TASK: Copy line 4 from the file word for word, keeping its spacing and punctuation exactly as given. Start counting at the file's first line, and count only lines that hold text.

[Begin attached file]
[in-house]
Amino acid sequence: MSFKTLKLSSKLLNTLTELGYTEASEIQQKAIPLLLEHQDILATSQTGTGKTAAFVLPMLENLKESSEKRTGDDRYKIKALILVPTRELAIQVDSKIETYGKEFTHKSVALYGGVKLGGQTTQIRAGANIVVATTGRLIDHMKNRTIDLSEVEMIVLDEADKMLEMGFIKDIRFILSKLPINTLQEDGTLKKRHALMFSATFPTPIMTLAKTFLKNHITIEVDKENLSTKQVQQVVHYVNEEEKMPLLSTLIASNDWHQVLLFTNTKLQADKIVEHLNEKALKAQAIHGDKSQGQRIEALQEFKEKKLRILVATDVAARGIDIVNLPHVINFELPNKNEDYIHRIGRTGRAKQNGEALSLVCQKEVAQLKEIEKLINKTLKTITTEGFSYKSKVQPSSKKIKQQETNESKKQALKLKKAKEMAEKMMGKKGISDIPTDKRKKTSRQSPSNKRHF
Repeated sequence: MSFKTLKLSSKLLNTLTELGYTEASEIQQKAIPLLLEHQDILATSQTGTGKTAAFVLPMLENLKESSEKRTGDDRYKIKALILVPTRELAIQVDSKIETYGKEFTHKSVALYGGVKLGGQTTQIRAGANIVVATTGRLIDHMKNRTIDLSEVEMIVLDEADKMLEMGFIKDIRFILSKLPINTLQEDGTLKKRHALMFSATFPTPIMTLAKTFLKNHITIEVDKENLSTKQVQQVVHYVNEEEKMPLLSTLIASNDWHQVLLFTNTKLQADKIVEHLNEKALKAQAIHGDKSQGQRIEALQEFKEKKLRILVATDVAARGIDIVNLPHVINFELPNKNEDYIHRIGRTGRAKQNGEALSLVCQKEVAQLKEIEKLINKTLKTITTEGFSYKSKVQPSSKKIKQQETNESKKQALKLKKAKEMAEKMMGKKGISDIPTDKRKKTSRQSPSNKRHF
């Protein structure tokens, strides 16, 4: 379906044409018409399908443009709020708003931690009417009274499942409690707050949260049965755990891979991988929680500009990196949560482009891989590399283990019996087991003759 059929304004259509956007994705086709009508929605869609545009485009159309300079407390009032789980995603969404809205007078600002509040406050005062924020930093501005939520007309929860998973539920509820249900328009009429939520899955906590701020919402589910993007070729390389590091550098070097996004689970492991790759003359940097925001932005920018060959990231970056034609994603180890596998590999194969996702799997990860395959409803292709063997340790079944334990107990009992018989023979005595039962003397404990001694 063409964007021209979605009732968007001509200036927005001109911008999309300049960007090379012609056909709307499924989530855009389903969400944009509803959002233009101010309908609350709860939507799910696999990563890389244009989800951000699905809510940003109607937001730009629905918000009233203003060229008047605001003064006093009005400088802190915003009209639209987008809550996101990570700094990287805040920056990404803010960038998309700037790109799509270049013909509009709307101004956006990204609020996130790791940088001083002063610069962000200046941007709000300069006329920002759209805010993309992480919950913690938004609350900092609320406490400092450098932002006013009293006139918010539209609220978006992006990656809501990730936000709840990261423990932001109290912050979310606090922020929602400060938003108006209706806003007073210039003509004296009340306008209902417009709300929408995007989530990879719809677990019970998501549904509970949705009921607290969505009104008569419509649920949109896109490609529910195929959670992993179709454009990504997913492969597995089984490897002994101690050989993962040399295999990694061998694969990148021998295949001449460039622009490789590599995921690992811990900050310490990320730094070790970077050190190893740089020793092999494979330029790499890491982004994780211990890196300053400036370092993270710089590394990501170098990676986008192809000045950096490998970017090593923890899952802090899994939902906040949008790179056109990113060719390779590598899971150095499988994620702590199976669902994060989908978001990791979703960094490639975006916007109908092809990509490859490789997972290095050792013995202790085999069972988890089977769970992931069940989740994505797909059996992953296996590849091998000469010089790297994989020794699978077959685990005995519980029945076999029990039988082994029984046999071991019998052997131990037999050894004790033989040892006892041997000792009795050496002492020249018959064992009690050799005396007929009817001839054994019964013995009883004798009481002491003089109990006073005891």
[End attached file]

């Protein structure tokens, strides 16, 4: 379906044409018409399908443009709020708003931690009417009274499942409690707050949260049965755990891979991988929680500009990196949560482009891989590399283990019996087991003759 059929304004259509956007994705086709009508929605869609545009485009159309300079407390009032789980995603969404809205007078600002509040406050005062924020930093501005939520007309929860998973539920509820249900328009009429939520899955906590701020919402589910993007070729390389590091550098070097996004689970492991790759003359940097925001932005920018060959990231970056034609994603180890596998590999194969996702799997990860395959409803292709063997340790079944334990107990009992018989023979005595039962003397404990001694 063409964007021209979605009732968007001509200036927005001109911008999309300049960007090379012609056909709307499924989530855009389903969400944009509803959002233009101010309908609350709860939507799910696999990563890389244009989800951000699905809510940003109607937001730009629905918000009233203003060229008047605001003064006093009005400088802190915003009209639209987008809550996101990570700094990287805040920056990404803010960038998309700037790109799509270049013909509009709307101004956006990204609020996130790791940088001083002063610069962000200046941007709000300069006329920002759209805010993309992480919950913690938004609350900092609320406490400092450098932002006013009293006139918010539209609220978006992006990656809501990730936000709840990261423990932001109290912050979310606090922020929602400060938003108006209706806003007073210039003509004296009340306008209902417009709300929408995007989530990879719809677990019970998501549904509970949705009921607290969505009104008569419509649920949109896109490609529910195929959670992993179709454009990504997913492969597995089984490897002994101690050989993962040399295999990694061998694969990148021998295949001449460039622009490789590599995921690992811990900050310490990320730094070790970077050190190893740089020793092999494979330029790499890491982004994780211990890196300053400036370092993270710089590394990501170098990676986008192809000045950096490998970017090593923890899952802090899994939902906040949008790179056109990113060719390779590598899971150095499988994620702590199976669902994060989908978001990791979703960094490639975006916007109908092809990509490859490789997972290095050792013995202790085999069972988890089977769970992931069940989740994505797909059996992953296996590849091998000469010089790297994989020794699978077959685990005995519980029945076999029990039988082994029984046999071991019998052997131990037999050894004790033989040892006892041997000792009795050496002492020249018959064992009690050799005396007929009817001839054994019964013995009883004798009481002491003089109990006073005891």